punkwalrus (punkwalrus) wrote,

Las Vegas: Day 4 - A Big Ol' Wall and a Large Rusty Ditch

[Originally posted 2004-06-23]
The Grand Canyon/Hoover Dam tour was awesome. Wish Christine could have made it. :(

When we got up, Christine said she was so sick, there was no way she could have made this 13-hour tour. She was going to call our doctor back home and try and get them to prescribe some medicine. So CR and I went with Sean and Louann.

The Lookout Tours picked us up from the hotel, and dropped us off at a central point where we had to pay (we had only made reservations). I had to pay for Christine because we didn't cancel her reservation with the 24-hour notice, which we knew, but it was kind of like a double slap that she wasn't there with me.

So we all got purple stickers, and started out to the Hoover Dam first. With post 9-11 and all, we had to stop at a checkpoint, and our bus was boarded by police officers and our stuff was searched. They weren't dicks about it or anything, but I still hated the whole ordeal. It was all over in only a few minutes, and we went over the dam. The first thing that struck me was how... nestled the damn was. I mean, all the photos I had seen up to this point made it look like it was just between two mountains, but in reality, it's down deep in some area with quite a few mountains. There are only a few area where you can get a clear view of everything. The road to and from the dam winds around the hills. I got a few good photos, but they don't let you off on the dam anymore, so I didn't get to stop at the famous statues or visit the (empty) gift shop. I don't know if those have just been cancelled altogether or just the day we were there. I do know they are constructing a new highway to go around the dam, and soon, you won't drive over it anymore. The tour guide, Jose, said this was not only for security reasons, but the route across the dam was becoming a huge traffic bottleneck anyway. It seems that a lot of people actually make a daily commute from California to Las Vegas these days, because Las Vegas has better jobs.

Then we started the long journey across Arizona to the Grand Canyon. We watched "Rat Race" on the small video screens, which was a pretty agonizingly bad movie. I just wanted to sleep, but a speaker was right above me, and kept blaring in my ear. Our bus driver Jose was a great guy. He was very funny, often describing some pretty offbeat stuff with hidden innuendos in his suave hispanic accent. We stopped off at the Quality Inn near the canyon to get our "free buffet." It was mostly free, but you had to pay for the drinks, which they didn't tell you until they got to the end of the line. Bottled water was like $2.00, and soda was $1.00 a can. The food was really awful, and it made me sick to my stomach for several hours. So my experience of the Grand Canyon was punctuated with frequent trips to the filthy bathrooms around there.

Then we exchanged guides to a guy named Martin, who had about 50 jobs in his life, faught in 'Nam, travelled the world, was a Park Ranger for many years, and had this happy, "world-weary" attitude that was both charming and endearing. He was retired, and was a tour guide because he loved it so much. It certainly showed. He knew everything, from the names of all the rangers, to the history and science behind everything. I was totally entranced.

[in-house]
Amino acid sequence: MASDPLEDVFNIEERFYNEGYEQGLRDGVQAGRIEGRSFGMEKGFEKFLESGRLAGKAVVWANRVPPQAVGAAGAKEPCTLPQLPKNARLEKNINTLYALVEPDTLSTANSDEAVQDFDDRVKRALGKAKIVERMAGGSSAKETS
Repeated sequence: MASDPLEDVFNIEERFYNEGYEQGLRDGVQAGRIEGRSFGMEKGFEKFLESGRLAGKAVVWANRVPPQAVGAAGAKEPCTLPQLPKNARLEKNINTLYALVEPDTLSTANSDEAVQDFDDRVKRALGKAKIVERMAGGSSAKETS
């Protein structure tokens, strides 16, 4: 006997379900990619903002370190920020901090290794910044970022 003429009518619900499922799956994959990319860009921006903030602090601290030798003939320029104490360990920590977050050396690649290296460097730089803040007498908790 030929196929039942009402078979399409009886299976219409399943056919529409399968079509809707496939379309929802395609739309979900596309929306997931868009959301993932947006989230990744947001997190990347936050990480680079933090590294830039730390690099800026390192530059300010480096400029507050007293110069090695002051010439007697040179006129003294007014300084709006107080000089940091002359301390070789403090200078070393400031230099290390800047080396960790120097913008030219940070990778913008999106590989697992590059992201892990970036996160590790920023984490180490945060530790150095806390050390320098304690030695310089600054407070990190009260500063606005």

The Canyon? Totally, and I mean, totally worth it. Sickness or no sickness, it was so awe-inspiring, I almost cried. It is so big, so huge, so... humbling to be near. Martin called it a "big rusty ditch" as a sort of gag, but the scale of the whole thing is beyond anything I have ever seen in my whole life. It reminded me back to the days I worked with an Earth science professor, Jim Sproull. I kept thinking of him, and how much I wanted to thank him for teaching me ahead of time to truly appreciate what I was seeing on both a scientific and beauty level.

The humor section of my brain kept going, "I must be on the 'Holy Crap, Canyons! Tours' tour bus," an homage to... well, this odd cartoon. Which seemed even funnier because of the "Forget Norway, more like Snoreway" part reminded me that Ander's family was from Norway... Come see the Canyons... only in Arizona... come to Arizona and see Canyons...

But I digress.

The trip back was a straight shot, with two 20 minute stops to gift stores. We saw two movies, "Where Fools Rush In," which was pretty good, and "Rush Hour 2," which I had seen before, and gave me great relief that it was not crappy movie I would never see otherwise (a problem I encounter when forced to watch crappy movies on planes and tour busses). "Rat Race" still had a bad taste in my mouth. We had to be searched again going over the dam, and then we came towards Vegas, which has light pollution so big, it's almost a false sunrise on the horizon. But by the time we got back, I was really sick. My throat had closed up, I had a high fever, and I was terribly cold on the bus. I bought a cheap Mexican blanket along the way to keep warm, and that helped, but I thought, "that's it, I'm gonna die."

Christine, during all of this, had to go to an emergency clinic where she got some antibiotics and codeine. She has a severe bacterial AND viral infection. The places around here don't take our insurance, so she had to pay out the nose for her medications. Ugh. Look what I had to look forward to...

This entry was originally posted at http://www.punkwalrus.com/blog/archives/00000517.html

  • Post a new comment


    Anonymous comments are disabled in this journal

    default userpic

    Your reply will be screened

    Your IP address will be recorded